Facilitator: Dave Geary (Capilano University)

This will be a fun and engaging workshop to inspire participants to do a diversity audit on images, videos and other class materials that they use day-to-day in classrooms. A short presentation will explore examples of how images and videos used in classroom presentations can promote diversity (racial, sexual, gender, ability) without necessarily being the subject of the course. Participants will have an opportunity to brainstorm ways they can use images, videos, literature excerpts, guest speakers and other resources in class to promote diversity and to share their ideas with colleagues in the workshop.

Spring 2019

Fri, March 8 | 12:30–2:30
Halpern Centre 114, Burnaby campus

   Open until filled
   tlcevent@sfu.ca

Indigenizing Course Outcomes: Updating your Syllabus to Use the Medicine Wheel as a Curriculum Design Framework

Facilitators: Marcella LaFever (University of the Fraser Valley) and Justin Wilson (Langara College)

NOTE: SFU faculty members who attend this workshop must be teaching a credit course and are required to bring a course syllabus to the workshop to examine ways to indigenize course outcome goals and activities.

Bring your course syllabus to this workshop to examine ways you can indigenize course outcome goals and activities. In December 2015, the Truth and Reconciliation Commission of Canada released its calls to action for reconciliation related to the oppressive legacy of Indian Residential Schools. Required actions for educators include incorporation of indigenous ways of knowing and learning. Current curriculum design practices have primarily been developed from euro-centric traditions based in three domains of learning referred to as Bloom’s taxonomy. This workshop uses the Medicine Wheel, a teaching/learning framework that has widespread use in indigenous communities, for use in designing course outcome statements. Bloom’s taxonomy of the cognitive, psychomotor and affective domains is missing the fourth quadrant of the Medicine Wheel, spiritual.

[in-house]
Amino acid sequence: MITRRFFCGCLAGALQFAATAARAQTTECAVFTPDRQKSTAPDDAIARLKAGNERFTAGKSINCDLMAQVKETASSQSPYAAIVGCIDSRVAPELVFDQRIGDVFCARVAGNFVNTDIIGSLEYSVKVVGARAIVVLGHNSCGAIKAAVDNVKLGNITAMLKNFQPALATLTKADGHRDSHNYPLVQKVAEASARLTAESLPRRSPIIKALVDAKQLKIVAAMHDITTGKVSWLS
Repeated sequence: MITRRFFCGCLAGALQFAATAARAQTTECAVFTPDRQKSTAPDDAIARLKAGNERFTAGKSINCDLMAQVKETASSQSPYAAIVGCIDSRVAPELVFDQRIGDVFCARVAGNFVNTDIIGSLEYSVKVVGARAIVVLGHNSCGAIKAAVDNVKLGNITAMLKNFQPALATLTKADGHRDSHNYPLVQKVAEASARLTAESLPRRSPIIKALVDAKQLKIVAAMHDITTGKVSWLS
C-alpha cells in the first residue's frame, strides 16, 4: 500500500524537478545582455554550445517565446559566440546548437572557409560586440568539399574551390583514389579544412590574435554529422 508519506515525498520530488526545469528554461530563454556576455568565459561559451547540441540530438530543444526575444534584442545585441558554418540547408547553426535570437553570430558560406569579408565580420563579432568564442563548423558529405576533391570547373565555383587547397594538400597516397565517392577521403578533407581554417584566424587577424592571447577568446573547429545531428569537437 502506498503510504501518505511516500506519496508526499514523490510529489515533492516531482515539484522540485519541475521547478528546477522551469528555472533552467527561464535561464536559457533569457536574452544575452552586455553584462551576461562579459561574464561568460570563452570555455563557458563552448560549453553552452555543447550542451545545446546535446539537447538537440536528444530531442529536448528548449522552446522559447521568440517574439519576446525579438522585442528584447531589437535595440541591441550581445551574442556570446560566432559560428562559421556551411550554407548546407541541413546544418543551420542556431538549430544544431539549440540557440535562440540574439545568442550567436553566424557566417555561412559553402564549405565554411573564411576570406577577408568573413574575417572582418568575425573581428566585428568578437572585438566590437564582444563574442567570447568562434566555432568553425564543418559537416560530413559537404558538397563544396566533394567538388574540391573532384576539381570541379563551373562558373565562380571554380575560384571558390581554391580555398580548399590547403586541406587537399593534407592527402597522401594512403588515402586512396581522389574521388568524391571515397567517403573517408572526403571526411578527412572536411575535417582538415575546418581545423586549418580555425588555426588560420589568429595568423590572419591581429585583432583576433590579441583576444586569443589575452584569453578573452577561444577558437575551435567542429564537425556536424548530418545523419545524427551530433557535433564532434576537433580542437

Presenter bios

Dr. Marcella LaFever, PhD (University of New Mexico, 2005), is an associate professor in Communications at the University of the Fraser Valley. Marcella, in examining the implications for herself to decolonize her communication practices, has focused her ongoing research program on listening to indigenous voices that have been saying for a long time what colonizers need to do to change their attitudes and practices. Marcella’s main program of research focuses on the social exclusion that results in public dialogue and decision-making where cultural ways of speaking are outside the norms expected in dominant North American culture. Her 9P Planning model posits a process that builds intercultural relationships to increase social inclusion in public dialogue. Dr. LaFever’s other current work is in two areas of intercultural communication: use of First Nation storytelling as a form of dialogic participation; and indigenization of classroom instructional practices.

Dr. Justin Wilson is a professor of Aboriginal Studies and is currently department chair at Langara College. His community work includes co-chairing the Federation of Post-Secondary Educators Decolonization, Reconciliation and Indigenization committee, and he was part of the British Columbia Open Campus project team called Pulling Together: A Guide for Indigenization of Post-Secondary Institutions, of which he helped draft curriculum. He describes himself as an intercultural father of three, is happily married and describes himself as a 16-year-old dad. His research interests include (a) transformative learning, (b) resiliency and personal leadership and (c) intercultural communication among others.

Spring 2019

Fri, March 22 | 12:30–4:00*
Halpern Centre 126, Burnaby campus
*NOTE: This is an extended session.

   No deadline
   tlcevent@sfu.ca